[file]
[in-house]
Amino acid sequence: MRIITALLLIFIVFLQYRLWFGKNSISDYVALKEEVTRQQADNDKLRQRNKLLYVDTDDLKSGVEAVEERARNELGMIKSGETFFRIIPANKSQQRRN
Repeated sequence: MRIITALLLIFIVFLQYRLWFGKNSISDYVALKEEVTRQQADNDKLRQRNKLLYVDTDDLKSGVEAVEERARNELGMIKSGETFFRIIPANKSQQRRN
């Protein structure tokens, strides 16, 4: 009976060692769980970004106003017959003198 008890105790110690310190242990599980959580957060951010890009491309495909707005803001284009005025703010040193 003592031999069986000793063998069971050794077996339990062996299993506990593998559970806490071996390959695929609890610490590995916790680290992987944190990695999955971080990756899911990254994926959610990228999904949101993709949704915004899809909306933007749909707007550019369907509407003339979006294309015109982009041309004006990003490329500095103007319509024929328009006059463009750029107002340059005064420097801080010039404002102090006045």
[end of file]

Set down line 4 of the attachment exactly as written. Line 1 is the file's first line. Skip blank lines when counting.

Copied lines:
């Protein structure tokens, strides 16, 4: 009976060692769980970004106003017959003198 008890105790110690310190242990599980959580957060951010890009491309495909707005803001284009005025703010040193 003592031999069986000793063998069971050794077996339990062996299993506990593998559970806490071996390959695929609890610490590995916790680290992987944190990695999955971080990756899911990254994926959610990228999904949101993709949704915004899809909306933007749909707007550019369907509407003339979006294309015109982009041309004006990003490329500095103007319509024929328009006059463009750029107002340059005064420097801080010039404002102090006045």